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Sarah Simpson wrote:

Hi, guys —

I have a question about what is acceptable for a Confession.

  • It's my understanding that Catholics have to confess the number of sins in Confession, like we lied five times, etc., but is it OK to give an average of the number of times, if we don't remember, like we had greed, one to thirty times in a month or I got angry, one to eight times a day. Is this correct?
  • Also, is it okay if I bring a piece of paper to Confession with my sins and read them to the priest since I have a lot of sins?

Last time it took a lot of time to remember all of them! It would save a lot of time and remembering plus I noticed there were a few people in line behind me.

Sarah

  { What is an acceptable Confession and do my friends have the correct disposition for Confession? }

Paul replied:

Dear Sarah,

Although it is a good practice to confess venial sins in Confession, you only need to number the serious sins you've committed, what the Church would call mortal sins. Since having greed or getting angry are not mortal sins in themselves, if you did not choose to seriously harm someone from your anger or greed, it would not be necessary to remember exact numbers.

There is absolutely nothing wrong with writing down your sins and taking it in to Confession with you.

Paul

Sarah replied:

Thanks Paul,

I know boys that I'm friends with that have either omitted or insufficiently confessed the sins against the beautiful virtue of purity, saying, for instance, that they had committed such sins two or three times when it was four or five.

Other boys may have fallen into that sin but, because of shame, never confessed it or did so insufficiently. Others were not truly sorry or sincere in their resolve to avoid it in the future.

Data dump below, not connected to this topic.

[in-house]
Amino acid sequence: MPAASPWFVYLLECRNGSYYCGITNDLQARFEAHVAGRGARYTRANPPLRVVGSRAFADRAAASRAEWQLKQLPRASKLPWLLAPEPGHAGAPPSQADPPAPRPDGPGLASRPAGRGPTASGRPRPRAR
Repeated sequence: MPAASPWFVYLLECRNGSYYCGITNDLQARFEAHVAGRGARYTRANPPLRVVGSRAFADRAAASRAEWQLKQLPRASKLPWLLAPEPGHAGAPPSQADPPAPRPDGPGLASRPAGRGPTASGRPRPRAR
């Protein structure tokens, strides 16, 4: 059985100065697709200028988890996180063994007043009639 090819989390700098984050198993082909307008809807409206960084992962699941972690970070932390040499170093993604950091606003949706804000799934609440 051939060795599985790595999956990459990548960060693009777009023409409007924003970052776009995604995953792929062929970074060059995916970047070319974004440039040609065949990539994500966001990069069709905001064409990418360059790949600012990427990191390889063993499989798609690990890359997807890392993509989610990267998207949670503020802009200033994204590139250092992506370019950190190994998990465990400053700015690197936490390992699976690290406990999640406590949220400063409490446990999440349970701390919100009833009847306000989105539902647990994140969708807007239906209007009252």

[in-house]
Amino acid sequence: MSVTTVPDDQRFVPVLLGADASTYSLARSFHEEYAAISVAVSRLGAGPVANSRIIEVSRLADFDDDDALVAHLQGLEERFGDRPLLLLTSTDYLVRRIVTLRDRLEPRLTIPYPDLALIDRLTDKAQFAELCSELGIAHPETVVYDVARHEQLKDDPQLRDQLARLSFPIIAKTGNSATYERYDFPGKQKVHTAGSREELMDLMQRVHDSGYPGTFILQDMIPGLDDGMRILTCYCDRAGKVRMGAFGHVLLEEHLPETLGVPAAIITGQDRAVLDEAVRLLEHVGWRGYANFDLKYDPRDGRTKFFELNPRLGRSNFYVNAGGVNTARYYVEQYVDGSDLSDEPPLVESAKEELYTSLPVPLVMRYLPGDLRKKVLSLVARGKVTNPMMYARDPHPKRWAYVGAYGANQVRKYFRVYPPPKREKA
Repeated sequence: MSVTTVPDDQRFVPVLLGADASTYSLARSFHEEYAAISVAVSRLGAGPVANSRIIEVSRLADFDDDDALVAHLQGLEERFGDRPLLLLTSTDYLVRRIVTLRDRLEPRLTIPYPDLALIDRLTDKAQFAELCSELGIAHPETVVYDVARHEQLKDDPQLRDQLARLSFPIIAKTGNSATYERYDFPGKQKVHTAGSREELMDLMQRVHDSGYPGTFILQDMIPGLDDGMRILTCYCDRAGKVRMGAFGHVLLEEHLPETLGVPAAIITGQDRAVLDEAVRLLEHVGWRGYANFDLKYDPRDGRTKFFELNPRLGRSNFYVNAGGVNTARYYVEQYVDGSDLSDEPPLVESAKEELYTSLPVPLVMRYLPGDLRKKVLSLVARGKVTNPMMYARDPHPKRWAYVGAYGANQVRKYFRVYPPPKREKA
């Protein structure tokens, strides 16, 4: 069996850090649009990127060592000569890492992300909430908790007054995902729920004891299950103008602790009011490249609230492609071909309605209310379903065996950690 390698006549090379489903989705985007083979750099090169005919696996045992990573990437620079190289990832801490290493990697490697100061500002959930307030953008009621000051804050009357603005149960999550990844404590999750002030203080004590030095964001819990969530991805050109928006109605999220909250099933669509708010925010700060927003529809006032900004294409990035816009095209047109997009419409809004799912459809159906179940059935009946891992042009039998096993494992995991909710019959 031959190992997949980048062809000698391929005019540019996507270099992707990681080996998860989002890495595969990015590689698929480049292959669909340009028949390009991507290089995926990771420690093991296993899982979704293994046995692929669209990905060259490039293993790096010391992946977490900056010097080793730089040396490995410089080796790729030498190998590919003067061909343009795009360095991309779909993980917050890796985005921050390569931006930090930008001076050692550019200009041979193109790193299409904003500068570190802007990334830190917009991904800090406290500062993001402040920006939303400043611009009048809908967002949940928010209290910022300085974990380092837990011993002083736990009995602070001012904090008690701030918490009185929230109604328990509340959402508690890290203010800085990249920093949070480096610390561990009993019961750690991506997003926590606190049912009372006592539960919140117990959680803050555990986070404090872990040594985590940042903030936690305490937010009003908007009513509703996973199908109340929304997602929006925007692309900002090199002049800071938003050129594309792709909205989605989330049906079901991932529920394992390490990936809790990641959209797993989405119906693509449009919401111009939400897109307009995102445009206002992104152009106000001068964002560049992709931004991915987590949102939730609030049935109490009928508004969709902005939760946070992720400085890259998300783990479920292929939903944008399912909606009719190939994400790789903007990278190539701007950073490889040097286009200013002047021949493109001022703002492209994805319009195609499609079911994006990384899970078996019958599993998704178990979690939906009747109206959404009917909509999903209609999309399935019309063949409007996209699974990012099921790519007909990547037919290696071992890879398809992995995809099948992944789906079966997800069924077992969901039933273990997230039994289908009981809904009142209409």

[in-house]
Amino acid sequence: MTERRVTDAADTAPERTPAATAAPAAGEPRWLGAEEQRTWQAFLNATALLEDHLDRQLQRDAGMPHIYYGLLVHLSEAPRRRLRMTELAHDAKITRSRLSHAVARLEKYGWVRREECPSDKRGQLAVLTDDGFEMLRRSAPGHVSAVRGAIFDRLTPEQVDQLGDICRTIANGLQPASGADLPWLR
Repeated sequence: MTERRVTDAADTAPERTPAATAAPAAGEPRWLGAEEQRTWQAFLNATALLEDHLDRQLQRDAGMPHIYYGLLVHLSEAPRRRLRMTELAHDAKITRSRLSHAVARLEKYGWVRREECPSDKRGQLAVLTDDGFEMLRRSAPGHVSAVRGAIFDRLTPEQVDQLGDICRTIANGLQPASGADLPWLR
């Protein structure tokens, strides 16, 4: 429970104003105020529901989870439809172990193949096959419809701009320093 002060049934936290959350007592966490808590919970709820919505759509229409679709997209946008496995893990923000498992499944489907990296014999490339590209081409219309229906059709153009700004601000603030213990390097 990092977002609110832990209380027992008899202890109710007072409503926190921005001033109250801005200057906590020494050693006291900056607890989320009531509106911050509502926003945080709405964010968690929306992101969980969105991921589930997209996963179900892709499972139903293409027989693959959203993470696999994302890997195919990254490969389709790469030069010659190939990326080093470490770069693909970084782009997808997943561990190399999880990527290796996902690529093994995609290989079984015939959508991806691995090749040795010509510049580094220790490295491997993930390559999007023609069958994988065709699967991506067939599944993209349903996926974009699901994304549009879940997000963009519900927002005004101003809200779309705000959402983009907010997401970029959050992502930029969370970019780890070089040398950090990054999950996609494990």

There were even some who, rather than examine their conscience, spent their time trying to figure out how best to deceive their confessor. Nevertheless, among them were some whose conduct seems to be good.

Sarah

Mike replied:

Sarah,

These postings should address most of your original question and follow-up reply:

You said in your follow-up reply:
[They] spent their time trying to figure out how best to deceive their Confessor.

That is plain stupid! While not only being sacrilegious, deceiving the Confessor while in Confession invalidates the sacrament. Any confession has to be done with honesty and sincerity.
Shame is a relatively small part of the penance the penitent goes through to be healed.

1450 "Penance requires . . . the sinner to endure all things willingly, be contrite of heart, confess with the lips, and practice complete humility and fruitful satisfaction."

1456 When Christ's faithful strive to confess all the sins that they can remember, they undoubtedly place all of them before the divine mercy for pardon. But those who fail to do so and knowingly withhold some, place nothing before the divine goodness for remission through the mediation of the priest, "for if the sick person is too ashamed to show his wound to the doctor, the medicine cannot heal what it does not know."

Let's look at it a different way. Let's say I have a sharp pain in my heart, when I go to the doctors, if I tell him I have a sharp pain in my knee, will my heart get fixed?

For each specific sin we confess, we also receive special graces not to commit that confessed sin again.

  • Why would anyone go to Confession and purposely lie or deceive the Confessor and still expect they will get spiritually healed?

Your boy friends and their parents have been poorly educated on the Sacrament of Confession.

Mike

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